Pap Smear in Trenton, MI
What Does a Pap Smear Test?
To better understand why it’s not necessary to have an annual pap smear, it’s important to know exactly what the doctor is looking for during the exam. A pap test checks the cervix, the lower part of the uterus, for abnormal cell changes. Cells can change and, if they aren’t detected and treated, it can lead to cervical cancer.
What Are Your Risks Factor for Cervical Cancer?
The main risk factor for developing cervical cancer is HPV or the Human Papillomavirus. This is a sexually transmitted infection that can cause cervical cancer, and you can contract it from any kind of sexual encounter.
Other risks include smoking, long term use of contraceptives, an active sexual life, and giving birth repeatedly.
Risks DO NOT include family history. Even if no one in your family has had cervical cancer before, you should still be screened.
Just because you have no symptoms does not mean you have no risk of cervical cancer. A screening test is done precisely to detect abnormal cells when there are no symptoms.
Don’t delay screening because you are afraid you may already have cervical cancer, and it’s too late to be treated. Regular screenings are often able to catch the suspicious cells early enough to treat and prevent the development of cervical cancer.
Why Aren’t Annual Pelvic Exams or Pap Smears Required Anymore?
If pap smears can help detect cancer, why are physicians finding that they aren’t necessary to have annually? Here are a few reasons annual pelvic exams and pap smears aren’t required every year:
- There are too many false positives – Frequent screening leads to more frequent need for follow up tests that can be invasive and have unwanted side effects, including problems related to future pregnancies and delivery, as well as increased anxiety and time away from work or home.
- Screening every three years is perfectly safe – Studies show that screening every three years is adequate for early detection.
- Women are getting pap smears too young – Women under the age of 21 shouldn’t be getting a pap smear because it increases the odds of false positives even more. At the age of 21, women should get their first pap smear and talk to their physician about what they suggest about pelvic exams in the future.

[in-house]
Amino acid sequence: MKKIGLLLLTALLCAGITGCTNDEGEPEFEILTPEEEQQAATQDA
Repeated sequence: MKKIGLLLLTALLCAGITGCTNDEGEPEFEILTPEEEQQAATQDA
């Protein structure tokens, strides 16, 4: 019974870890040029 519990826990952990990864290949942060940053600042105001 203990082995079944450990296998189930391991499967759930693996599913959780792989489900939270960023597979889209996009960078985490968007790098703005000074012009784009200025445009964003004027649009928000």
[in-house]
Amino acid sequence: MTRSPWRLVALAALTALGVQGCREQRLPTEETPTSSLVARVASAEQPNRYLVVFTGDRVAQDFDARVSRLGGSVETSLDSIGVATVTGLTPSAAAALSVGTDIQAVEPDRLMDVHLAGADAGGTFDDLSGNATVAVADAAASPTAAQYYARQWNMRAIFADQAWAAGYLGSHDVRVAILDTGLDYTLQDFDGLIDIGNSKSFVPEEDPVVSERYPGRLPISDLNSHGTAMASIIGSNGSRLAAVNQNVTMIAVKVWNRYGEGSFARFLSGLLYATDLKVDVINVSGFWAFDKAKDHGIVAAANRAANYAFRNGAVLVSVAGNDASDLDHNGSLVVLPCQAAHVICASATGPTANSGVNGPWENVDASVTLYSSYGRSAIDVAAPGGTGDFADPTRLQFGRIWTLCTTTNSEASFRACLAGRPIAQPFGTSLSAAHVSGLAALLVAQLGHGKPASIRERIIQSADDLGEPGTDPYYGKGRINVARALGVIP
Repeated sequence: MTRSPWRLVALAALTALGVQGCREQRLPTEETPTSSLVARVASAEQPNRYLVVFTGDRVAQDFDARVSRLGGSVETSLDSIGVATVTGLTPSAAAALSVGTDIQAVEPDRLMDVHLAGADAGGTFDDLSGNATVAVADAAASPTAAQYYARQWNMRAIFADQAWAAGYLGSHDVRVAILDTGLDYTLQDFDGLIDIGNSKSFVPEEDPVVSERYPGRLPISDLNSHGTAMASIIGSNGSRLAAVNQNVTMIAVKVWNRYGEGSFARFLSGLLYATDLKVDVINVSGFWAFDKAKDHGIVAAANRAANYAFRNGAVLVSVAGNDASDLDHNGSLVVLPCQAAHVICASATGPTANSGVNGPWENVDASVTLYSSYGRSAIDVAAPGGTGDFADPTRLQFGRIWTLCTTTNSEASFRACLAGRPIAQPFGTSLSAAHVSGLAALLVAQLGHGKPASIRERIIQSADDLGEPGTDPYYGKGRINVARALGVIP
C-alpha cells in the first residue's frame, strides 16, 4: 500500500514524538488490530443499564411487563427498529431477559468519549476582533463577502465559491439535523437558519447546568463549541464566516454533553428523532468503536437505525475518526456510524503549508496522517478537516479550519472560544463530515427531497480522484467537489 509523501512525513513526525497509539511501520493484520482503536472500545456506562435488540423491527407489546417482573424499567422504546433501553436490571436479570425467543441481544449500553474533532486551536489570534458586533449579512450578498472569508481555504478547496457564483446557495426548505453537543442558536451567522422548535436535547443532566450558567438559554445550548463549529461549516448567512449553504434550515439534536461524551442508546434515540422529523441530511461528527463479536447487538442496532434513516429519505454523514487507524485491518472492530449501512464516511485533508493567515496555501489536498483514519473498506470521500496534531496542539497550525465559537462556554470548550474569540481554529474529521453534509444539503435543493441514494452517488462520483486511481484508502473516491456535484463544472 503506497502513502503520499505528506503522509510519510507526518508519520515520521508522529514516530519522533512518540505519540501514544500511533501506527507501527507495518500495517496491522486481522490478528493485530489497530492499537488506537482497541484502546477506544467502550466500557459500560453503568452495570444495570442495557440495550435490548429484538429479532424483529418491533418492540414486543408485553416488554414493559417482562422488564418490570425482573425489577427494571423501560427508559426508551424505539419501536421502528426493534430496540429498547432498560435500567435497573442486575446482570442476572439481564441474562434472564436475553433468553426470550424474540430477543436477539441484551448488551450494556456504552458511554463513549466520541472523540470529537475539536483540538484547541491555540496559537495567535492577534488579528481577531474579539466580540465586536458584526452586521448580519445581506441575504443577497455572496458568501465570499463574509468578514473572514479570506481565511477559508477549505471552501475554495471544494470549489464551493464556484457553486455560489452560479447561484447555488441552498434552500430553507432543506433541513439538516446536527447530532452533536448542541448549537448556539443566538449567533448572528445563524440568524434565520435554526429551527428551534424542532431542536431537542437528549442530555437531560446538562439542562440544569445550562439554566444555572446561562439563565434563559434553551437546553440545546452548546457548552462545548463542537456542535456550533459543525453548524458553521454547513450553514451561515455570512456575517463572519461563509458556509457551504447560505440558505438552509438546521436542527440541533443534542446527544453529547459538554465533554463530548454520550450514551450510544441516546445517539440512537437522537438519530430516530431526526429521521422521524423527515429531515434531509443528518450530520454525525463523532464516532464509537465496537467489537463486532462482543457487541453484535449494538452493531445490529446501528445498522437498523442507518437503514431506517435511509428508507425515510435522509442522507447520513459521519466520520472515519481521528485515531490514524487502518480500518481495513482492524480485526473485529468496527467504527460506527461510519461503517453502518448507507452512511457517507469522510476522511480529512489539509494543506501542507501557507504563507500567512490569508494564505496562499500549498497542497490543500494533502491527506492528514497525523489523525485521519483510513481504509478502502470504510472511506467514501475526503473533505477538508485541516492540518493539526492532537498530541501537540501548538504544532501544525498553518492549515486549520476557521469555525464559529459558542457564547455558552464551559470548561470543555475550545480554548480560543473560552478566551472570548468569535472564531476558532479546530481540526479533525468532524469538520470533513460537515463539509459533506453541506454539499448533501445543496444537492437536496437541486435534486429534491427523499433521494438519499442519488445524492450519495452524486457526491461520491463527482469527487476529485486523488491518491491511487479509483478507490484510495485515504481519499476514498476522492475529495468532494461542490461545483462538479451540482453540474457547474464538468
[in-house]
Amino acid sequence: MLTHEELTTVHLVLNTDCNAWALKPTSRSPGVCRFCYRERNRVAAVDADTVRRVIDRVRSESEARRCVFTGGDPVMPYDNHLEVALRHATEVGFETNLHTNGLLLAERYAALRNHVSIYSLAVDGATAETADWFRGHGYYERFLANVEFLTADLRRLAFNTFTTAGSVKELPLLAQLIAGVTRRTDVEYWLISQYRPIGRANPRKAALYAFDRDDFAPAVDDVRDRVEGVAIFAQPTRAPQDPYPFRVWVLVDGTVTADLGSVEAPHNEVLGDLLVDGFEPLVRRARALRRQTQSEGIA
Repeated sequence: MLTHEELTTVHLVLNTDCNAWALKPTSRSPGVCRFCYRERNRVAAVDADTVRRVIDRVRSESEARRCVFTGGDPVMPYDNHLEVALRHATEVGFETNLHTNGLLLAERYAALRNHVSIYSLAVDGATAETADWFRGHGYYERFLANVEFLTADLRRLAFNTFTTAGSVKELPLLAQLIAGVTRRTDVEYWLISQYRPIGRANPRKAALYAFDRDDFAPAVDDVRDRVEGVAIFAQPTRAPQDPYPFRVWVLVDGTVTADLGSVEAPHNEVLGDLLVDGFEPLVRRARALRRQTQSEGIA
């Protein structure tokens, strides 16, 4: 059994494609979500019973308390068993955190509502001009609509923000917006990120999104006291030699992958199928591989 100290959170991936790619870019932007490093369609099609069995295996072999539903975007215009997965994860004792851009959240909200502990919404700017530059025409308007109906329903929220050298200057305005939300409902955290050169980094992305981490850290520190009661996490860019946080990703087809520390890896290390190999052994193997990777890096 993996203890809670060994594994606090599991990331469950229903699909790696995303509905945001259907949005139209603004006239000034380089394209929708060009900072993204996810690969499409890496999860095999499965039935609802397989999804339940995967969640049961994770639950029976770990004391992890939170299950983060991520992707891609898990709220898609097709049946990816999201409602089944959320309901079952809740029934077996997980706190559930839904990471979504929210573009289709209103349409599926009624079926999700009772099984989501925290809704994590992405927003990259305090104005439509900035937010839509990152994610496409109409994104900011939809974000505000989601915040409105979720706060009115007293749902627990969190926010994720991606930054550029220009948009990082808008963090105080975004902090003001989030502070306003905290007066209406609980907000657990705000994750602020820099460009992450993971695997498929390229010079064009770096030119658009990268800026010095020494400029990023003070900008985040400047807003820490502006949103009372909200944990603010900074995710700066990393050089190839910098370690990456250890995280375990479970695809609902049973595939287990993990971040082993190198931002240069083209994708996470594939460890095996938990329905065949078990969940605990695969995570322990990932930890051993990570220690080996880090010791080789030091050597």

New Recommendations for Pap Smears
Here are the recommendations for women who are at an average risk for cervical cancer:
- Under the age of 21: No pap smear necessary
- 21 to 29: Pap smear required once every three years
- 30 to 65: Pap smear required every three years or a combination of a Pap smear and HPV test every five years.
- More than 65: No pap smear necessary if all recent screenings have been normal
Benefits of Regular Pap Smears
Unfortunately, cervical cancer rates have been on the rise in the last several years. A recent study confirmed that there has been a 47% increase in cervical cancer among white women age 55 to 59, and a 72% increase among black women in the same age group.
Regular Pap smears can reduce these numbers. When you follow the guidelines for regular Pap tests and HPV screenings, the benefits are both physical and emotional.
First, you are reassured in knowing that you are doing all you can to prevent cervical cancer. In addition to this, you are being screened before any dangerous symptoms show up, and you also know you are catching any abnormal cells that could later develop into cancer.
There is less of a chance for the cancer to spread if it is caught and treated early on, and most important of all, you have a better overall chance of survival.
Please note that it’s still important to see Downriver Obstetrics & Gynecology more than once every three years for proper preventive care and for questions about women’s health.
Schedule a Pap Test in Trenton Today
Call our office at (734) 671-2110 to schedule your pap smear or pelvic exam today.